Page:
3D printing for technical components of geothermal plants
Italian Enel has been approaching 3D printing technology to repair essential technical components of a geothermal power plant.
An interesting article was published by Italian geothermal power house Enel last week, describing ts approach using 3D printers to provide replacement parts in geothermal power plants in Italy and this at dramatically reduced costs.
The piece shares the success story that recently involved Enel’s Santa Barbara metallurgy labs in Cavriglia, near Arezzo, as part of the company’s flagship Geyser project. This project is dedicated to geothermal energy, one of the renewable sources that has been in use the longest; Italy – and Enel Green Power – are leaders in this field. Here is their story.
Geyser’s aim is to optimize the management of geothermal plants, ensuring their sustainability and full functionality, increasing their operational efficiency, and constantly improving their technical and financial performance – all while paying full attention to safety and the environment.
The team working on the project organized a round table of technicians and experts from the geothermal, thermal, and hydroelectric sectors. That is where the idea originated to use a 3D printer for the first time to repair an essential component of a geothermal power plant.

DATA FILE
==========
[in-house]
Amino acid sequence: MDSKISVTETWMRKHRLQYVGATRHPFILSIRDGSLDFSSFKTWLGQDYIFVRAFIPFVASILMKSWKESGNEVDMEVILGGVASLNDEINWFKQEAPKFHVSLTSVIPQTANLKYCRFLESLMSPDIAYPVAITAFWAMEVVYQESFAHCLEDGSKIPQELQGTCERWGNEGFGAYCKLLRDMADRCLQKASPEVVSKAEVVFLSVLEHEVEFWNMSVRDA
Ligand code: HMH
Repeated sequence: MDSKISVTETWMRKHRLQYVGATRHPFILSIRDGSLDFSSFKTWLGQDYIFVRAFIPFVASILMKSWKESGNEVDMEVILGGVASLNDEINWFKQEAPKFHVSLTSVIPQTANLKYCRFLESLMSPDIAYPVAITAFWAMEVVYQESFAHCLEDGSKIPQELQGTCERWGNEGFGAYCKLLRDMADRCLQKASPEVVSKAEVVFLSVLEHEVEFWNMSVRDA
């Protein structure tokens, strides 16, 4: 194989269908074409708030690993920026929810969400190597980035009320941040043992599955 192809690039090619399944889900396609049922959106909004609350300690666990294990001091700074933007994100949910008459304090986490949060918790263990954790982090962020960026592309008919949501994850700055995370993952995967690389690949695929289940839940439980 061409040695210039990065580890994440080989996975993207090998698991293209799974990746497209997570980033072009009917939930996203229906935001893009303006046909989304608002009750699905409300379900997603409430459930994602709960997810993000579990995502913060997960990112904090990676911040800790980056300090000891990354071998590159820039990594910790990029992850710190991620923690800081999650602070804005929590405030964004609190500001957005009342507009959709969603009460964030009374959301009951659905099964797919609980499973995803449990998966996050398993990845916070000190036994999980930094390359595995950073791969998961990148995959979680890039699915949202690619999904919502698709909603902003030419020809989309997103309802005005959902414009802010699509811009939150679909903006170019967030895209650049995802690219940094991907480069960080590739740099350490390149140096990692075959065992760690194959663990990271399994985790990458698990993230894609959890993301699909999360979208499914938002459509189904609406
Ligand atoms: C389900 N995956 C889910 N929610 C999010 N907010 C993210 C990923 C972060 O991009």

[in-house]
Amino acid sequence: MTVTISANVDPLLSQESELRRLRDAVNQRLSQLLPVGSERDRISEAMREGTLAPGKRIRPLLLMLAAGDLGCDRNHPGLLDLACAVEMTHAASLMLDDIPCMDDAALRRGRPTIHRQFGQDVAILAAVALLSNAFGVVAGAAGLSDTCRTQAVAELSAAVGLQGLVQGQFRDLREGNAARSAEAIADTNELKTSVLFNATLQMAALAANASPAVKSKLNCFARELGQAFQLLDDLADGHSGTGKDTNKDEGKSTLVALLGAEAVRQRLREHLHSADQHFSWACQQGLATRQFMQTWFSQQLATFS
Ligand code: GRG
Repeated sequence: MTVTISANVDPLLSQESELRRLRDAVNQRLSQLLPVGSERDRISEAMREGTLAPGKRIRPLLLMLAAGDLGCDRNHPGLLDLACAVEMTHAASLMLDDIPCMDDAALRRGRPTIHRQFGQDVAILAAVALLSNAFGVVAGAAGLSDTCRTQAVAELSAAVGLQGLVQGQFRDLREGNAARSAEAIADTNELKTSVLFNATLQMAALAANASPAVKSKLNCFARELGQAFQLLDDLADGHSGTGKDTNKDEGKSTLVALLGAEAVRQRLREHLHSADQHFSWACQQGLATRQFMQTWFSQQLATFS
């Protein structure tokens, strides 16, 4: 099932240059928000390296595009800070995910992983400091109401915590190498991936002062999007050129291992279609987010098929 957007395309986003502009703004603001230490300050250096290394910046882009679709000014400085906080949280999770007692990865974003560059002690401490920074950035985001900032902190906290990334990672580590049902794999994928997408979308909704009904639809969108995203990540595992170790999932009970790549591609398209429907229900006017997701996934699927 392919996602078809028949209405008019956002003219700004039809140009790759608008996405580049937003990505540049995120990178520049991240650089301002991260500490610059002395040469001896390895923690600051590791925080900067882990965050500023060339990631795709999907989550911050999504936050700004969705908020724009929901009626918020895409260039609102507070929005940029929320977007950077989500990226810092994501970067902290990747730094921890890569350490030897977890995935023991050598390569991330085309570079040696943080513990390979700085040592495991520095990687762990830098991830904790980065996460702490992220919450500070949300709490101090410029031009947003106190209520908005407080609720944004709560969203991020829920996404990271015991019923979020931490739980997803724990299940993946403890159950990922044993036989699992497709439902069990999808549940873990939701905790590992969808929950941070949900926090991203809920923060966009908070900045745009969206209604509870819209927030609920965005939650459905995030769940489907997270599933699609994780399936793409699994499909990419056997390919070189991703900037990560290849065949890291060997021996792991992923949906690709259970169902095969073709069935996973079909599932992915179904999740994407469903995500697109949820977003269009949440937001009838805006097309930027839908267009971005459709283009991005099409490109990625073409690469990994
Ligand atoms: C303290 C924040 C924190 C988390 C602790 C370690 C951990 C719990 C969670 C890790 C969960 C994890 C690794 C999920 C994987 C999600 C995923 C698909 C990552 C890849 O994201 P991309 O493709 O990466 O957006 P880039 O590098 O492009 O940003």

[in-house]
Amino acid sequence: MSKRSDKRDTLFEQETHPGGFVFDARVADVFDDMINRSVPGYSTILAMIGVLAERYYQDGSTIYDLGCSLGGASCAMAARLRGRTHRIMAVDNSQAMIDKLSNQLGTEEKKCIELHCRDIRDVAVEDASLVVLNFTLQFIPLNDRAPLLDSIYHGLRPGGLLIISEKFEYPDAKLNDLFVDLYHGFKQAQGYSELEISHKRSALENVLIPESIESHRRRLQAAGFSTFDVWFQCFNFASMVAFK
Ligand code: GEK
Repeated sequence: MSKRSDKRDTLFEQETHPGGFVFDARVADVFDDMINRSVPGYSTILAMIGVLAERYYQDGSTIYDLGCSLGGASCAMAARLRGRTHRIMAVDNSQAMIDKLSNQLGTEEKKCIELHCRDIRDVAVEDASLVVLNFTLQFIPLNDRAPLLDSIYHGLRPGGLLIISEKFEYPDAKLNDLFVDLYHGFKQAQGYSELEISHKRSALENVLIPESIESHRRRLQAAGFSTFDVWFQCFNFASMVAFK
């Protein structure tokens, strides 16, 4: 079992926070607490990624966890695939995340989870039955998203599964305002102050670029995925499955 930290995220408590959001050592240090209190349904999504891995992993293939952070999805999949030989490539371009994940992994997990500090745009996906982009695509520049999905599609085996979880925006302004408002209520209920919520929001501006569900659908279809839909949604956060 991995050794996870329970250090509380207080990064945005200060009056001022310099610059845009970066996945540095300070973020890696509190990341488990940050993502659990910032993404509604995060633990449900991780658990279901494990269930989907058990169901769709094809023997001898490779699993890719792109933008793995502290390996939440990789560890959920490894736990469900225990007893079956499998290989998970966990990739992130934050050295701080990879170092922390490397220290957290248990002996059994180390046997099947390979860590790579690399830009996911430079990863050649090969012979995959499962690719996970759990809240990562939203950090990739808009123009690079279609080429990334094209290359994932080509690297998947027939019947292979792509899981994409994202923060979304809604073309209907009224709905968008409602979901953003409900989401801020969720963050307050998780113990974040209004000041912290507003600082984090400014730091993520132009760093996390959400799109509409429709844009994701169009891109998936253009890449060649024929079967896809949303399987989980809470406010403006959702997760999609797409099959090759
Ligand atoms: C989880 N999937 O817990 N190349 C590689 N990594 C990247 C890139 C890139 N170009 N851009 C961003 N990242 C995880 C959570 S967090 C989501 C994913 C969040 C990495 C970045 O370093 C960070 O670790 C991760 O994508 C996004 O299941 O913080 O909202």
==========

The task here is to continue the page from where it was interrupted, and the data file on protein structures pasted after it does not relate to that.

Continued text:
“It all started from our curiosity and desire to use the 3D printer that we had in-house,” says Nicoletta Mazzuca, Enel Green Power’s Project Manager for Geyser, which is developing around 42 initiatives involving over 80 people. “We wanted to repair parts that were going to end up in landfills because they couldn’t be fixed with conventional forging techniques. But, thanks to our colleagues’ passion, competence, and cooperation, we found a solution.”
The solution is located in the Santa Barbara metallurgy labs, at the headquarters of Engineering and Technical Support for Enel Production, where an additive manufacturing machine with Laser Metal Deposition (or Direct Energy Deposition) technology has been available since 2019. This extremely high-tech tool can reproduce and repair various metal parts by depositing the necessary material one layer at a time.
“The fact that the printer is in an area that also has a metallurgy lab provides immense added value. In this way, the additive manufacturing process can be monitored almost in real time, checking the mechanical, chemical, and metallurgical properties of the items manufactured so we can also count on constant feedback,” explains Giulio Andrucci, Technical Leader and coordinator of the Santa Barbara metallurgy lab.
The full article, linked below, provides full details on the project, the approach, as well as technical aspects of this interesting and particularly innovative approach.